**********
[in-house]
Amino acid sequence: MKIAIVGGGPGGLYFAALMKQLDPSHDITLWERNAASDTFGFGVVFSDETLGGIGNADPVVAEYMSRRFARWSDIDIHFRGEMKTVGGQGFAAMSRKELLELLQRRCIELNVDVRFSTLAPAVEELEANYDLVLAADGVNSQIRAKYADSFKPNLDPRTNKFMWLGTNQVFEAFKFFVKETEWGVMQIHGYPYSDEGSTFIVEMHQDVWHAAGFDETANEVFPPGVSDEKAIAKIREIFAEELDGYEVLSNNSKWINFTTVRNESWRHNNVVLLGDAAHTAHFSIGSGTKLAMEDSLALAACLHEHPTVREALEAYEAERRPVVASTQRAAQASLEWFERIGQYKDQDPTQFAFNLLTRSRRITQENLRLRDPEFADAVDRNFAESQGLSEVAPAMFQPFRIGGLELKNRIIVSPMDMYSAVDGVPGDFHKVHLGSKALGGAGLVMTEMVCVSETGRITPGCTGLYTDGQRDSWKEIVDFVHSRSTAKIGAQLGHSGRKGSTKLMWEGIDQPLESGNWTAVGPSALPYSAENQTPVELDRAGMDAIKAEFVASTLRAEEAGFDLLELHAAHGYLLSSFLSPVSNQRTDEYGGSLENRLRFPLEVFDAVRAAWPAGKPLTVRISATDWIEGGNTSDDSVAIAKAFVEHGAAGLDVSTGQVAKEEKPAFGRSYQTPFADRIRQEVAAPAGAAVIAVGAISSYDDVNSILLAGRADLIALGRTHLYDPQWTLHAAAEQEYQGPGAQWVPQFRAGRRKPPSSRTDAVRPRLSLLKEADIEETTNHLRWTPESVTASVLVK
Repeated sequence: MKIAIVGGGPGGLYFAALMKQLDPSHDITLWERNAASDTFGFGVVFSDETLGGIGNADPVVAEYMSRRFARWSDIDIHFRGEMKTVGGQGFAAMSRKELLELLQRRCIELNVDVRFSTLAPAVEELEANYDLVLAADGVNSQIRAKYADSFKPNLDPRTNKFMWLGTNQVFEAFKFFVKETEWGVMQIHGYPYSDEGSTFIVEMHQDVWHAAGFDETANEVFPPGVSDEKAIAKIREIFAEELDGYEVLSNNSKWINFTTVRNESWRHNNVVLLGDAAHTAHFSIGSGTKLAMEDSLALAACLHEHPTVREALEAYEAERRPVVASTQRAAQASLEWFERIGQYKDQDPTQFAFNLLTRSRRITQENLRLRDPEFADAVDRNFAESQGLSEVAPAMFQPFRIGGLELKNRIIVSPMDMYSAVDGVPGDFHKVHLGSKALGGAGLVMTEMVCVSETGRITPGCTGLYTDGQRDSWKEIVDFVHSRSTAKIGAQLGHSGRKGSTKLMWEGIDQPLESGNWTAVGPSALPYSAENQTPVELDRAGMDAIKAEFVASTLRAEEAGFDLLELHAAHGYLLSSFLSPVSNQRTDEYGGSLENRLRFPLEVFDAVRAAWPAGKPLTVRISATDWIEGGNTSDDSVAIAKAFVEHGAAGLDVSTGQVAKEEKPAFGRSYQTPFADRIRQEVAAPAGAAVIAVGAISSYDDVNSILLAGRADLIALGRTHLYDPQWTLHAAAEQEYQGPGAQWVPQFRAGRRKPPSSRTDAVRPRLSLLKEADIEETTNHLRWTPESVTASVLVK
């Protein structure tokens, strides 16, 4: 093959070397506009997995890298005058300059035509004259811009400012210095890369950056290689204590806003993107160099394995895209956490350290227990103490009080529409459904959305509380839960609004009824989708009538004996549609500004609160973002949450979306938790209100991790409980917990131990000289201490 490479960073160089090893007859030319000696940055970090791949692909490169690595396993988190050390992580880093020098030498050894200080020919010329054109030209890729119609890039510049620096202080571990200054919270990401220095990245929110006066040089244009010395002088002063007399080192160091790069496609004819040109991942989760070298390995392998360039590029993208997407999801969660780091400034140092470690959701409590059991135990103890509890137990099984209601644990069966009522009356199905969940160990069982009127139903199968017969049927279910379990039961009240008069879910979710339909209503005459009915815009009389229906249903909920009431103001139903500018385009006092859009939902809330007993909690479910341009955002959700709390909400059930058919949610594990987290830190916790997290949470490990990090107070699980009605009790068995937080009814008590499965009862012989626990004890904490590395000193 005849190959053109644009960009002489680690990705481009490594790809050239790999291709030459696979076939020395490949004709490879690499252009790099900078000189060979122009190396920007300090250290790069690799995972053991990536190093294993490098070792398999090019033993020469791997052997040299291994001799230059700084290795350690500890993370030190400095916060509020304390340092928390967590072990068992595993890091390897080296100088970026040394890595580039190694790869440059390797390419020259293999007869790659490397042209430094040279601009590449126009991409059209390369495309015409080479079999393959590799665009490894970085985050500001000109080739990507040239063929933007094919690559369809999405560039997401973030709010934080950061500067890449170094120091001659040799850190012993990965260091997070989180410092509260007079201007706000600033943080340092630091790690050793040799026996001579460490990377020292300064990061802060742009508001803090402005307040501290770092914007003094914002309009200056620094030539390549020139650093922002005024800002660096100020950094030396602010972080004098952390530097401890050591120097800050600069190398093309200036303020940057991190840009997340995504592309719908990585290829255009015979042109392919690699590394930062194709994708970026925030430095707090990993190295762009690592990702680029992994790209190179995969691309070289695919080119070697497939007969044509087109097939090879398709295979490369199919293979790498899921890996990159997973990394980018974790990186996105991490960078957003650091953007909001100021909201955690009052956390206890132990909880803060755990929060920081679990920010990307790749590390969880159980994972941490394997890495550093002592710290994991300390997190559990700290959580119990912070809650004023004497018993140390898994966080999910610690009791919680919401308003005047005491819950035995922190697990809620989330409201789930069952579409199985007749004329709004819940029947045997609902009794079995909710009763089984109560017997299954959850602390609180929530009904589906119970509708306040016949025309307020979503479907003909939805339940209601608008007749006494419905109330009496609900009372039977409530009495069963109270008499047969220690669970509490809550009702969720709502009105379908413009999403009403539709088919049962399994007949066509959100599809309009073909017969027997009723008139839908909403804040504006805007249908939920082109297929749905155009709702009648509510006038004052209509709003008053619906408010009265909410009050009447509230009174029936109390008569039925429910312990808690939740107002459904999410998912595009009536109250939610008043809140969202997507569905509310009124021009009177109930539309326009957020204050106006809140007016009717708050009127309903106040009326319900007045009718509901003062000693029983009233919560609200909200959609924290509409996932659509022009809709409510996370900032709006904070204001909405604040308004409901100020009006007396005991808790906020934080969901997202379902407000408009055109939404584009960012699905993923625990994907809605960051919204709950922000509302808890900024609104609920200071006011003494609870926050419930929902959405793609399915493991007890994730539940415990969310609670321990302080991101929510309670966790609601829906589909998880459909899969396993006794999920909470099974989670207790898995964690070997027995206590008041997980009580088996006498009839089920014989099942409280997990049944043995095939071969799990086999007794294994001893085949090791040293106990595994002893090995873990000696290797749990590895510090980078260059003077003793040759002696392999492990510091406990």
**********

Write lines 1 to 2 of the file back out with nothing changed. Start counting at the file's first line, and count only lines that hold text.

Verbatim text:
[in-house]
Amino acid sequence: MKIAIVGGGPGGLYFAALMKQLDPSHDITLWERNAASDTFGFGVVFSDETLGGIGNADPVVAEYMSRRFARWSDIDIHFRGEMKTVGGQGFAAMSRKELLELLQRRCIELNVDVRFSTLAPAVEELEANYDLVLAADGVNSQIRAKYADSFKPNLDPRTNKFMWLGTNQVFEAFKFFVKETEWGVMQIHGYPYSDEGSTFIVEMHQDVWHAAGFDETANEVFPPGVSDEKAIAKIREIFAEELDGYEVLSNNSKWINFTTVRNESWRHNNVVLLGDAAHTAHFSIGSGTKLAMEDSLALAACLHEHPTVREALEAYEAERRPVVASTQRAAQASLEWFERIGQYKDQDPTQFAFNLLTRSRRITQENLRLRDPEFADAVDRNFAESQGLSEVAPAMFQPFRIGGLELKNRIIVSPMDMYSAVDGVPGDFHKVHLGSKALGGAGLVMTEMVCVSETGRITPGCTGLYTDGQRDSWKEIVDFVHSRSTAKIGAQLGHSGRKGSTKLMWEGIDQPLESGNWTAVGPSALPYSAENQTPVELDRAGMDAIKAEFVASTLRAEEAGFDLLELHAAHGYLLSSFLSPVSNQRTDEYGGSLENRLRFPLEVFDAVRAAWPAGKPLTVRISATDWIEGGNTSDDSVAIAKAFVEHGAAGLDVSTGQVAKEEKPAFGRSYQTPFADRIRQEVAAPAGAAVIAVGAISSYDDVNSILLAGRADLIALGRTHLYDPQWTLHAAAEQEYQGPGAQWVPQFRAGRRKPPSSRTDAVRPRLSLLKEADIEETTNHLRWTPESVTASVLVK